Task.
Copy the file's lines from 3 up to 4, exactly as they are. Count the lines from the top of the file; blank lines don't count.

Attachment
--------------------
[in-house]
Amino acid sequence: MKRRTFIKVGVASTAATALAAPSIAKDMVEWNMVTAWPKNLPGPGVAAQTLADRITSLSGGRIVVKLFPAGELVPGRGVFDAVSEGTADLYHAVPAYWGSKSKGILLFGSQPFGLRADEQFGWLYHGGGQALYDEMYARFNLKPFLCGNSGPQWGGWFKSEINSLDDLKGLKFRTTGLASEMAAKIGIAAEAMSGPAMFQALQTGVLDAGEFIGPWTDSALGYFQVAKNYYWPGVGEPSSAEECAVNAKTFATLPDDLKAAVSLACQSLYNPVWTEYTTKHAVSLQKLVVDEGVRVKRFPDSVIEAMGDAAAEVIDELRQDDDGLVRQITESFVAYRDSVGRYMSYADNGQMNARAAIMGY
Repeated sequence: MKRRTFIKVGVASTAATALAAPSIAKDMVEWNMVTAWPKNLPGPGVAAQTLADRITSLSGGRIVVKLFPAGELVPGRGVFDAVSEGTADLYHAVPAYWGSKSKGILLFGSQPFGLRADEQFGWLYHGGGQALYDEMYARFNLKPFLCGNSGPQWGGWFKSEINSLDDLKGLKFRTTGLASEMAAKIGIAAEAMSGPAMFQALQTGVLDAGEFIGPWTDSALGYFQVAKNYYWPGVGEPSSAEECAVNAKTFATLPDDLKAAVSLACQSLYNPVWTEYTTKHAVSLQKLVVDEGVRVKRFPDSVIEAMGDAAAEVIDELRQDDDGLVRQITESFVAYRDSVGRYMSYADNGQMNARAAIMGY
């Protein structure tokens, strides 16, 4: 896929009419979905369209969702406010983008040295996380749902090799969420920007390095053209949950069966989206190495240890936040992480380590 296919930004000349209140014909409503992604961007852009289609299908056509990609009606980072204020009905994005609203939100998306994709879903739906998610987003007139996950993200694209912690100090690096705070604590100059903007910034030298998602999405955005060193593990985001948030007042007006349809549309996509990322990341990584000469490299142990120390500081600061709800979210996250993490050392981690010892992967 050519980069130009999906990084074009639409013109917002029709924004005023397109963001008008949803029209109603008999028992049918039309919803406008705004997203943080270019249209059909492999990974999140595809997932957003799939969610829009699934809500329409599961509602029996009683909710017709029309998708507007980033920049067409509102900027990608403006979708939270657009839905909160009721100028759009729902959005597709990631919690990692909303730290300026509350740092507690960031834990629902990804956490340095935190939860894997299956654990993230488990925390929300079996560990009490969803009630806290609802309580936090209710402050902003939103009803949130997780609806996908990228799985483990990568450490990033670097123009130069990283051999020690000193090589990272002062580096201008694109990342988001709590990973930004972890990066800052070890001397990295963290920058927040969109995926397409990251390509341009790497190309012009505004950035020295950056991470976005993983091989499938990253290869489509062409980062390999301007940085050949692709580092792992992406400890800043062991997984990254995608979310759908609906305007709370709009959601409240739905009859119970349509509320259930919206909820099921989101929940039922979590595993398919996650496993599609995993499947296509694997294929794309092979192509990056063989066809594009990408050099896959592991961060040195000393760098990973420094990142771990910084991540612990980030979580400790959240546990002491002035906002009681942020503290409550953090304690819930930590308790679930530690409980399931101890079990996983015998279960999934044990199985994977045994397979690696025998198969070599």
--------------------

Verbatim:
Repeated sequence: MKRRTFIKVGVASTAATALAAPSIAKDMVEWNMVTAWPKNLPGPGVAAQTLADRITSLSGGRIVVKLFPAGELVPGRGVFDAVSEGTADLYHAVPAYWGSKSKGILLFGSQPFGLRADEQFGWLYHGGGQALYDEMYARFNLKPFLCGNSGPQWGGWFKSEINSLDDLKGLKFRTTGLASEMAAKIGIAAEAMSGPAMFQALQTGVLDAGEFIGPWTDSALGYFQVAKNYYWPGVGEPSSAEECAVNAKTFATLPDDLKAAVSLACQSLYNPVWTEYTTKHAVSLQKLVVDEGVRVKRFPDSVIEAMGDAAAEVIDELRQDDDGLVRQITESFVAYRDSVGRYMSYADNGQMNARAAIMGY
């Protein structure tokens, strides 16, 4: 896929009419979905369209969702406010983008040295996380749902090799969420920007390095053209949950069966989206190495240890936040992480380590 296919930004000349209140014909409503992604961007852009289609299908056509990609009606980072204020009905994005609203939100998306994709879903739906998610987003007139996950993200694209912690100090690096705070604590100059903007910034030298998602999405955005060193593990985001948030007042007006349809549309996509990322990341990584000469490299142990120390500081600061709800979210996250993490050392981690010892992967 050519980069130009999906990084074009639409013109917002029709924004005023397109963001008008949803029209109603008999028992049918039309919803406008705004997203943080270019249209059909492999990974999140595809997932957003799939969610829009699934809500329409599961509602029996009683909710017709029309998708507007980033920049067409509102900027990608403006979708939270657009839905909160009721100028759009729902959005597709990631919690990692909303730290300026509350740092507690960031834990629902990804956490340095935190939860894997299956654990993230488990925390929300079996560990009490969803009630806290609802309580936090209710402050902003939103009803949130997780609806996908990228799985483990990568450490990033670097123009130069990283051999020690000193090589990272002062580096201008694109990342988001709590990973930004972890990066800052070890001397990295963290920058927040969109995926397409990251390509341009790497190309012009505004950035020295950056991470976005993983091989499938990253290869489509062409980062390999301007940085050949692709580092792992992406400890800043062991997984990254995608979310759908609906305007709370709009959601409240739905009859119970349509509320259930919206909820099921989101929940039922979590595993398919996650496993599609995993499947296509694997294929794309092979192509990056063989066809594009990408050099896959592991961060040195000393760098990973420094990142771990910084991540612990980030979580400790959240546990002491002035906002009681942020503290409550953090304690819930930590308790679930530690409980399931101890079990996983015998279960999934044990199985994977045994397979690696025998198969070599």